I went to Teavana today for take out tea, since I was in Boston to get my hair cut and walked by it while running errands. It’s in the Prudential Center, and quite popular on the weekends with loads of people running around, looking at different kinds of tea. So, it must be good right?
Well, where to start. First of all, it’s expensive. I ordered their “best” oolong, the “Monkey Picked Oolong” (whatever that is). When you buy it loose leaf it is $25 for 2oz, which is actually quite expensive. 2oz is roughly 56 grams, so at $25 for 2 oz, we’re talking almost 50 cents a gram. That in itself is not a sin — I’ve paid far more for teas, but is it worth the price?
Well, I ended up not knowing for sure. They use this thing called the “Perfect Tea Maker” (I’m not going to link since I don’t think anyone should buy it) which essentially does all the work for you. You put in the tea leaves, pour the water into this thing, and it sits there, brews, all the while allowing you to see the leaves because it is made of clear plastic. Then, when you’re ready to drink it, you can press this button which opens the valve at the bottom of the tea maker, and the tea will come pouring out while the filter will keep all the tea leaves in the container. So far, so good.
In theory, this is all pretty nice. It separates the tea from the water, and I suppose if you wish, you can put water in again and repeat. In practice, however, there are problems, especially when your take-out tea department uses these things. Both clear plastic as well as the strainer, and especially the strainer, will begin to absorb the flavours of whatever tea you’re brewing in it. I think no matter how hard you wash the thing (and I asked — they wash it in a dishwasher) it will still keep some of the flavour over time. You can tell because both the strainer and the plastic are a little brown-hued — tea colouring.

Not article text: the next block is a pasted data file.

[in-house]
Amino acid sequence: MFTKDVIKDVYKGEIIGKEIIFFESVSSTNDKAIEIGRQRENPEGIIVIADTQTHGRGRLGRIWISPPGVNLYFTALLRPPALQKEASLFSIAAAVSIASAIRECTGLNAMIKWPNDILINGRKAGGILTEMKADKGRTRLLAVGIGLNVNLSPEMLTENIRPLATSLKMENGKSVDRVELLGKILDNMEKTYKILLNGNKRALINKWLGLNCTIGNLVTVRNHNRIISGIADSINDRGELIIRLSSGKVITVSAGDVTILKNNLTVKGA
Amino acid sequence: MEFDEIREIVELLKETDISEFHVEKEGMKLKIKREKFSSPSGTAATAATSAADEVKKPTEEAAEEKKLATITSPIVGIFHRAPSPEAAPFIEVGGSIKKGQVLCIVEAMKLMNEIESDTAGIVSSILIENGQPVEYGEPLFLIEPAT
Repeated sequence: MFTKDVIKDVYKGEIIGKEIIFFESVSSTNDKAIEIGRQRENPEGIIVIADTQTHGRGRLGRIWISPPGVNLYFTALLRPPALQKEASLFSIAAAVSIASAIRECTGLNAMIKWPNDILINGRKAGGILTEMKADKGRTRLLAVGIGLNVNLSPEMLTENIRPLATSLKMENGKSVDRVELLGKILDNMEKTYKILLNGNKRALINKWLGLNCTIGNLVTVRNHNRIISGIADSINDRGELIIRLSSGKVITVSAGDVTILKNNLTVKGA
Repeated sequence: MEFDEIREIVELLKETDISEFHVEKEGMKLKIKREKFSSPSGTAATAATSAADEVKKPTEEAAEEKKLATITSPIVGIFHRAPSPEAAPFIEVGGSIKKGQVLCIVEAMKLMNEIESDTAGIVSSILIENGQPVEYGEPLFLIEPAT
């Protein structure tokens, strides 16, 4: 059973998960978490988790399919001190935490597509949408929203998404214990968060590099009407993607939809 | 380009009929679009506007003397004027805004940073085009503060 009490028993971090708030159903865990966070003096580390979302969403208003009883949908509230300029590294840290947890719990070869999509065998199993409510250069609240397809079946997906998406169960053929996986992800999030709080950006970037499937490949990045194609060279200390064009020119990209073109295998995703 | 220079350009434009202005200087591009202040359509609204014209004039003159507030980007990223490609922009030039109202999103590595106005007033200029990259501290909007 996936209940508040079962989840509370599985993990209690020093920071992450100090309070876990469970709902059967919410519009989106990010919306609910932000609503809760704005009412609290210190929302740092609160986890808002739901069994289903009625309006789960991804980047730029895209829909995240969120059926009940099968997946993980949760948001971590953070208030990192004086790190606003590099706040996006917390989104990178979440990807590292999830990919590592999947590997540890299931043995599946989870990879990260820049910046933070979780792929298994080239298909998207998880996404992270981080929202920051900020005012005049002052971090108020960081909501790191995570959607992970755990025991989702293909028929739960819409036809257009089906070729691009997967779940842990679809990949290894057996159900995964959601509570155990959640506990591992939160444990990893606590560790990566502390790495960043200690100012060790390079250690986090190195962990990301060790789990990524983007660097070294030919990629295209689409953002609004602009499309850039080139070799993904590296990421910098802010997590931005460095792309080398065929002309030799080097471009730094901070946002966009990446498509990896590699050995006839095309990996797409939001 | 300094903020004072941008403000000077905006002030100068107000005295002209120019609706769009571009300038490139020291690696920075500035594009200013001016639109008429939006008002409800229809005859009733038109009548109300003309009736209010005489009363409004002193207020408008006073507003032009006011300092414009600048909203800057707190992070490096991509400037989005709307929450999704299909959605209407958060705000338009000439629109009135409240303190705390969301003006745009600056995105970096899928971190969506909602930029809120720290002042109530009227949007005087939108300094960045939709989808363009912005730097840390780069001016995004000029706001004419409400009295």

Ideally then, all teas should have one and they should use the same one for the same tea. That, of course, doesn’t happen. Since these guys sell you a motherload of flavoured teas like “Vanilla Bean”, “Peach Apricot”, and “Black Currant”, the brew you end up drinking will have these flavours mixed in. These are usually especially strong, and much more pronounced than your regular tea flavour. When I drank the cup today, I definitely could taste some of the vanilla and a little fruit (not sure what). Lovely, in a tieguanyin.
What’s worse, the water they used for this tea was not hot enough, and for all the “knowledge” that the staff seems to display, nobody seems to think they need to wash the leaves. So, they poured green-tea temperature water into this container with fresh tea leaves, which will lower the temperature, and after a minute or two poured it out to my cup (they use a timer, even, how precise…). I noticed that given the amount of tea leaves — and it was a lot of leaves they used — the flavour was weak. After a few sips I noticed that it was not hot at all, which was probably why I didn’t taste all that much — the water simply wasn’t able to extract the flavour of the tea in time. If they had washed the leaves, it would’ve unfurled the stuff a little and would’ve made a better cup. Or, just use hotter water, which is fine for oolongs anyway.
So, I paid $3.50 for an insipid, funny flavoured tea of unknown provenance. I think it is tieguanyin from China, but since I don’t get to play with the leaves, and since the flavour was not clear, I was not entirely sure. Either way, it sucked. I got back to Harvard Square and went to Toscanini’s and got a cup of loose cooked Puerh instead. At least it was flavourful.